Bạn Đang Xem: A Cheesy Green Shakshuka, by Way of Tel Aviv & Vienna
Haya Molcho has plenty of her own stories to tell. She’s the chef behind the wildly successful NENI restaurants, nearly a dozen of which have cropped up across Europe. She’s lived in China, India, Israel, and Austria. She’s written more cookbooks than most people could name. And she’s married to a mime.
But with her latest project, Tel Aviv, Haya turns the focus to others.
Part-recipe compilation and part–man-on-the-street profiles, Tel Aviv is a chimerical sort of cookbook that aims to capture the spirit of its eponymous city through both its culinary scene and its inhabitants.
“This is not just a book for cooks—this is a book for fans of traveling, or anyone who loves reading stories about passionate people,” says Haya.
People like Kobi Rubin, the “Taxi Driver and Food Blogger,” who knows where to find the best kebabs and hot filo, stuffed with spinach and cheese. There’s food writer Ronit Vered, and Saado Zeinab, head of the Jaffa Fishermen’s Union. There are community organizers and DJs, spice merchants and urban foragers. There’s Ariel Rosenthal, magician-cum-restauranteur, who is “also working on a cookbook—dedicated exclusively to one single food,” though, “he won’t tell us what it is.”
“[The city of] Tel Aviv has a new wave of young innovative chefs that do incredible combinations. It’s very smart, very refined, very modern,” Nuriel Molcho told me in Vienna last year when we sat down to discuss the book, then still in production. Nuriel’s the oldest of Haya’s sons and leads public relations and marketing for NENI. He took the photographs for Tel Aviv.
The book is a family affair, through and through. Haya and her four sons Nuriel, Elior, Ilan, and Nadiv seem to walk through life in lockstep. The boys’ first initials even headline the business, though NENI’s configuration isn’t quite chronological, in an effort to dodge nein (the German word for “no”). Together, the crew spent weeks in Tel Aviv eating as many sabich as they could get their hands on, recording accounts of local life, filming, photographing, and serving as astute taste-testers for Haya.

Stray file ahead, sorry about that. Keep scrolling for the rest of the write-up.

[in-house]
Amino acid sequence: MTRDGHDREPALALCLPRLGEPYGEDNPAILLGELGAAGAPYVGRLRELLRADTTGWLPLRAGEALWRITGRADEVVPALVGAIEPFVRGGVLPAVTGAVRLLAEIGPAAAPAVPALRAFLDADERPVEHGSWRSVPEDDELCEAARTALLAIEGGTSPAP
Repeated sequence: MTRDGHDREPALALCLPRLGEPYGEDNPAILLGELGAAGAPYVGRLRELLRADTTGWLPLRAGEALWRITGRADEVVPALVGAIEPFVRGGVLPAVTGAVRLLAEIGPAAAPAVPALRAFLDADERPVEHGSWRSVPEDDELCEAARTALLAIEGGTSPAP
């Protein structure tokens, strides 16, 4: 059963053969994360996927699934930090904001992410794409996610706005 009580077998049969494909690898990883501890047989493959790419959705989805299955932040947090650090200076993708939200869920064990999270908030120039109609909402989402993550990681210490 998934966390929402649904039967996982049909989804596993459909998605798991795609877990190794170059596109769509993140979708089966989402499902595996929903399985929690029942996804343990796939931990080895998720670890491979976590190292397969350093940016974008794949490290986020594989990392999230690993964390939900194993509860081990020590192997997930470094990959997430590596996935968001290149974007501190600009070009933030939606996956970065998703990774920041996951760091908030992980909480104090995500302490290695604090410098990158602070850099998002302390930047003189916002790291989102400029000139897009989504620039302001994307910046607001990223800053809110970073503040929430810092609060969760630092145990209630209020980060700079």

Her recipes and those of Tel Aviv’s subjects are scattered between profiles as abundantly and appealingly as the cheese on a Molcho family favorite: Haya’s leek and spinach shakshuka (p. 49)—it’s “always served at Sunday brunch.” In practice, family members dunk crisp hunks of bread into a large, centrally placed pan.
“A classic well-known recipe for shakshuka is always made with tomatoes, but because I like working seasonally and sourcing my vegetables locally, I had to think of a different creation for the winter months,” says Haya, who grew up in a small town just outside of Tel Aviv.
Nuriel attributes some of his mother’s culinary aptitude to her earliest kitchen encounters. “My grandfather was a dentist. He’d go from house to house, fix a farmer’s tooth, and get ten kilos of tomatoes as payment,” he told me. “My grandma had to get creative with my mom: ‘I can’t just do tomato sauce…how can I pickle tomatoes, how can I make a tomato jam.’”
Years later, tomato jam fully mastered, Haya met Samy Molcho—who grew up in Tel Aviv, too—through sheer coincidence, on an airplane in Germany. A hop, skip, and Shabbat dinner invitation later, Haya and Samy were married and traveling the world while Samy performed as a mime.
After seven years, they set up headquarters in Vienna, where their four sons grew up with some of the best packed lunches around.
“My mom would cook insane things and send it to the canteen to heat it up for us,” Nuriel recalls. “We always had crazy meals, while everyone else was sitting with sandwiches.”
MORE GENIUS…FOR YOUR EARS
As her youngest son prepared to leave for university, Haya’s neighbor asked her to cook for a 200-person birthday party. Haya got so many inquiries from its guests over the ensuing weeks that she founded a catering company. She ran it for 10 years before beginning to think about a more permanent brick-and-mortar operation.
“She called me the day after I’d just graduated—I’d just written my last exam, and she said ‘Nuriel, I’m thinking of opening up a restaurant. What would you think, and would you help?’ And I said, ‘Haya, I would fly back to Vienna tomorrow,’” Nuriel told me.
Together, Haya and her sons launched the first NENI location in 2009 in Naschmarkt, an old collection of market stalls in Vienna’s sixth district.
In order to secure space in what was, according to Nuriel, an insular community of just a few families owning the majority of the market’s real estate, the Molchos agreed to an address at the very end of Naschmarkt, used by other proprietors as a place to let garbage pile up.
To acquire financing, Nuriel recounts showing up to the bank with an artist, a hand-sketched mood board, and a bunch of hot food. “The bank guy was like, ‘What’s your ROI?’ And we were like, ‘We have no idea. This is how the food is going to taste, and here’s how it’s going to look.’ He took a gamble, and we got the credit.”
It’s one that’s paid off—NENI opened to critical acclaim, serving traditional and modern takes on mostly Levantine fare. The Molchos have since established another nine restaurants across Vienna, Germany, Switzerland, Spain, France, and the Netherlands. They have a supermarket line (think: really good hummus) as well. Haya and her sons are now heads-down on their next storytelling project, focused on Los Angeles in the style of Tel Aviv.
And as for the sixth Molcho?
“My father comes here and eats, and enjoys it,” said Nuriel. “He enjoys life. He’s 83.”
What’s your favorite cookbook from 2019? Let us know in the comments.